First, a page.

MISS POTTER (2007)
Starring Renee Zellweger, Ewan McGregor, Emily Watson, Barbara Flynn, Phil Paterson, Matyelock Gibbs, Lloyd Owen, Anton Lesser, David Bamber, Patricia Kerrigan, Judith Barker, Chris Middleton, Lucy Boynton, Oliver Jenkins, Richard Mulholland and Phyllida Law.
Screenplay by Richard Maltby, Jr.
Directed by Chris Noonan.
Distributed by The Weinstein Company. 93 minutes. Rated PG.
If you are tired of all the sex and violence and depravities of modern cinema, you are not likely to find a less offensive film than Miss Potter.
Miss Potter is all about love, manners, British ingenuity, imagination, striving for your dreams, fuzzy bunnies, pleasing children (though for a film about a woman who makes a living writing for children you really don’t get to see her actually interacting with kids) and family values. It’s all sturdy and dramatic and charming and not just a little bit twee. One person’s sweetness is another person’s saccharine, after all.
Miss Potter is famed Brit authoress Beatrix Potter, a sweet woman who lives in a fantasy world – one she was finally able to capture on paper with The Tales of Peter Rabbit and a series of best-selling children’s books.
As portrayed by Renee Zellweger, Beatrix Potter seems a smart, confident, imaginative and vaguely odd spinster. She was born of rich parents but can’t stand the class system that rules their world. She can’t differentiate between her characters and her friends and often in the film her drawings come to life. This is well done and sweet looking in the style of Potter’s own paintings – though it can get a little cutesy sometimes.
Of course, the slight problem is that you can’t quite decide whether Beatrix is a wonderful eccentric with an overactive imagination or if she is completely bonkers. Probably a little bit of both, for as Miss Potter shows imagination and belief is more important to the artistic process than hard work.
When Potter goes to a publisher to try to get them to release her books and drawings, the publishers agree – specifically because they are certain that the story will go nowhere and they need a dead-in-the-water project to occupy the time of their younger brother (Ewan McGregor), who is just joining the family business.
As they start working together, they become friends and (rather suddenly, honestly) realize they are in love. (Though this is all courtly love, they never share more than banter and one kiss through most of the running time.) As their relationship progresses, Beatrix’ work is sort of shuffled off to the side as far as the film is concerned – which was not a wise choice on the part of the filmmakers.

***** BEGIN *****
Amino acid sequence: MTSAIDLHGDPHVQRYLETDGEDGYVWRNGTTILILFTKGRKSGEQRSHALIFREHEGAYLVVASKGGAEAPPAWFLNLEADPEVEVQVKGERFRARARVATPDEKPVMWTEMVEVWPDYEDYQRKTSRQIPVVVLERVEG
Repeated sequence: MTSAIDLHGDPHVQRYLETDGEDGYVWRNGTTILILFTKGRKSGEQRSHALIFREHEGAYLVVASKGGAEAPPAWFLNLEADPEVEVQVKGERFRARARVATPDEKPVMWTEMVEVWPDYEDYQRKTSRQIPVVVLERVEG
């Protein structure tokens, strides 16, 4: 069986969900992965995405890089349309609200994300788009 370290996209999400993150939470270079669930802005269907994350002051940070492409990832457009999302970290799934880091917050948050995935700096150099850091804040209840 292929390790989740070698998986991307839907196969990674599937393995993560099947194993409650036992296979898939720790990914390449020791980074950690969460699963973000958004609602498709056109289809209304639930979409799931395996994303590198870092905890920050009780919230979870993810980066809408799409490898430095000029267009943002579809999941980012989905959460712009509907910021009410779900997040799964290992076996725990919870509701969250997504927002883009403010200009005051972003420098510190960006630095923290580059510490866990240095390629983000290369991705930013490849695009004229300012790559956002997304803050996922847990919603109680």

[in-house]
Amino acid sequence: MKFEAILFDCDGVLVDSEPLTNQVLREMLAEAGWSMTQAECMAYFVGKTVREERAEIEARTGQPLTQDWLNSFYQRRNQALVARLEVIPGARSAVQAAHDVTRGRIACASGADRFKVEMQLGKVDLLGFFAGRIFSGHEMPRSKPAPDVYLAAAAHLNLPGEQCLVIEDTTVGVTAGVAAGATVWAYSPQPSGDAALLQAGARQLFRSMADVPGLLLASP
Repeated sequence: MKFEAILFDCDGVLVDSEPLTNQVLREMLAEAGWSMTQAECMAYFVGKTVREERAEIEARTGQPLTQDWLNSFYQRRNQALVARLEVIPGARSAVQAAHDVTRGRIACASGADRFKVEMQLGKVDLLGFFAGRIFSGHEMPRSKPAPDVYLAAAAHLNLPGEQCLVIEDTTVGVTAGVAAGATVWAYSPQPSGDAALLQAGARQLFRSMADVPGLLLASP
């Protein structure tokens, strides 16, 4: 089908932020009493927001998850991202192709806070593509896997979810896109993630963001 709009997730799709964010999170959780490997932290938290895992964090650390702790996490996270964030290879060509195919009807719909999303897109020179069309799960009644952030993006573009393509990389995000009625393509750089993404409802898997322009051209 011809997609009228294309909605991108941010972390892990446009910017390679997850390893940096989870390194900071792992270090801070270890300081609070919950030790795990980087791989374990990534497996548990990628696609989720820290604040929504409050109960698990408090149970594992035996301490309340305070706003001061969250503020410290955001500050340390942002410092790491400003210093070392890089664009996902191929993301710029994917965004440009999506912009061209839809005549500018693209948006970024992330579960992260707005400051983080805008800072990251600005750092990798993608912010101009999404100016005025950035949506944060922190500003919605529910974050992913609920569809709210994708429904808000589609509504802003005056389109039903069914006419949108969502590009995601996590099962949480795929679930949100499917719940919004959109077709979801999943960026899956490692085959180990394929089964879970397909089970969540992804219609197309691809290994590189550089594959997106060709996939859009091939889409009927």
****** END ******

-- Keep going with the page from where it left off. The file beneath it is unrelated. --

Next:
In the long run, Miss Potter is a very sweet and charming movie. Problem is, it works so hard showing its characters downplaying and politely dealing with their passions that it’s nearly impossible to have more than a polite and measured reaction to any of their triumphs and losses. These people are so repressed that even after she agrees to marry her publisher, they still refer to each other as “Miss Potter” and “Mr. Warne” in casual conversation (or as casual as any conversation is in this film.) Maybe that really was the way life was back then, but it feels weird and uncomfortable now. Even when characters become passionate, raise their voices and fight, it is all done in a very civilized manner.
Miss Potter takes a rather melodramatic turn towards the end, and while it is all done with the gravitas of Masterpiece Theater or a Merchant/Ivory film it feels rather perfunctory. It appears that Beatrix Potter’s imagination was more interesting than her real life and this film would have been even more interesting if the writer had recognized that and capitalized on it.
Jay S. Jacobs
Copyright ©2007 PopEntertainment.com. All rights reserved. Posted: June 15, 2007.